Arlene Foster unconvinced of medical case for face masks in public

Stormont’s First Minister has described the medical case for using face coverings in public during the coronavirus epidemic as “pretty weak”.

But Arlene Foster said they could potentially provide added reassurance to people venturing out when restrictions on movement being to ease.

Mrs Foster and Deputy First Minister Michelle O’Neill said the executive is due to hold further discussions on whether they should issue an official advisory notice on the use of face coverings.

Mrs Foster said if an advisory was issued it would be important to stress that healthcare grade masks should be reserved for frontline workers.

Ms O’Neill said the executive would examine the issue again when it came time to start easing restrictions on movement.

Earlier this week the Scottish government issued guidance for people to shield their faces in places such as shops and on public transport.

“I think the scientific evidence in relation to masks is pretty weak in relation to does it help stop the spread of the disease and keep the reproductive figure below one,” said Mrs Foster.

“It may be the case that people feel more comfortable wearing masks if they’re out and about and if that is the case that’s of course is a matter for them.

Coronavirus
First Minister Arlene Foster (left) and Deputy First Minister Michelle O’Neill (Kelvin Boyes/Press Eye/PA)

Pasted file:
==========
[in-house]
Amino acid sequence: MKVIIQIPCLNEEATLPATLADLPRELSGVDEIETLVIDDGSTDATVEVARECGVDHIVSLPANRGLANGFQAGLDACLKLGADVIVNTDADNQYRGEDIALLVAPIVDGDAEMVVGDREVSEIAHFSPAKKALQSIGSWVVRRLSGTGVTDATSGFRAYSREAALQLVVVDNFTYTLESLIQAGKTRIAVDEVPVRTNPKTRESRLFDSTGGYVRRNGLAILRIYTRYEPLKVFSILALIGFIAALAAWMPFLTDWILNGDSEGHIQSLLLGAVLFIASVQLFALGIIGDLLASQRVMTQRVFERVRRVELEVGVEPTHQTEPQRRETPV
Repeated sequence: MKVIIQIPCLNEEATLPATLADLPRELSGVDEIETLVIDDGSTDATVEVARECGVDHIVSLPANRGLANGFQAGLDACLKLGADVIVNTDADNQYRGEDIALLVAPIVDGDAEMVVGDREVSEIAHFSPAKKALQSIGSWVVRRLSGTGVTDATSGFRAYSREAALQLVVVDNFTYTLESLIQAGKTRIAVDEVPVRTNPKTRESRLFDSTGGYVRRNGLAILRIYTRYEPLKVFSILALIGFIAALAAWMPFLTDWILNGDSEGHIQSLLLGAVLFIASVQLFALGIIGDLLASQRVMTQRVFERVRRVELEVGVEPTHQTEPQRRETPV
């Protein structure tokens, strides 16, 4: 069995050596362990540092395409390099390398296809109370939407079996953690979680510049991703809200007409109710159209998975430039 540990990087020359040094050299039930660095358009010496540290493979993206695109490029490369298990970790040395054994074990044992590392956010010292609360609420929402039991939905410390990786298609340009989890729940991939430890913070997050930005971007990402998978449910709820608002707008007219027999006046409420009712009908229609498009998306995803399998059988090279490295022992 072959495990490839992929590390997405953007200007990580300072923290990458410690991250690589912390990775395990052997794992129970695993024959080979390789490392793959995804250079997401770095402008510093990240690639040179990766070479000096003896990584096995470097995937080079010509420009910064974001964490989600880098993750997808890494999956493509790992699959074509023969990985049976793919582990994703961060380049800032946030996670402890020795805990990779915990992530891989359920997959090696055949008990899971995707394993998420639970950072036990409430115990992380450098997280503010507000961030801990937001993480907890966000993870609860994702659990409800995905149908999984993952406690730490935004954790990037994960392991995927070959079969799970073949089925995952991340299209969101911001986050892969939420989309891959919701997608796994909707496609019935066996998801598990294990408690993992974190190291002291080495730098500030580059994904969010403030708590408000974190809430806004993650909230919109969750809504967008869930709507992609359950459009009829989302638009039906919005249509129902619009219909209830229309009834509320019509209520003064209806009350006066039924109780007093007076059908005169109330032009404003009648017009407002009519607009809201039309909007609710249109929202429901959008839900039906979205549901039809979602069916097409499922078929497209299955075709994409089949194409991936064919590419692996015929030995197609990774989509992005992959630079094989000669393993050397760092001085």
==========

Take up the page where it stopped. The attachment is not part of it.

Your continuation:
“But then you have to think about what sort of a mask is it, is it a face covering, and if it is face covering in the form of a scarf what happens to that scarf when you take it off?

“How do you dispose of it? How do you clean it? All of those things have to be thought through.

“So we’ll have a further conversation about the mask issue but definitely we do not want to take away from those people who need PPE in the setting of a hospital or a care home.

“If we are to say that there is an advisory in relation to masks it will be mask that aren’t used in that sort of a setting.”

Ms O’Neill noted Health Minister Robin Swann’s remarks earlier in the week, when he expressed concern that masks could create a “false sense of security” with the wearer.

“We continue to keep that under review and certainly some of our thinking has been if it gives perhaps a sense of confidence to people whenever we are at the stage when we can move around more then perhaps as an aid to do that there may be some scope for it,” she said.

“We’ll certainly come back to the conversation around face coverings, does that give some assurance and comfort to people when we are at the stage when people are moving around more.”

Read Full Story

FROM OUR PARTNERS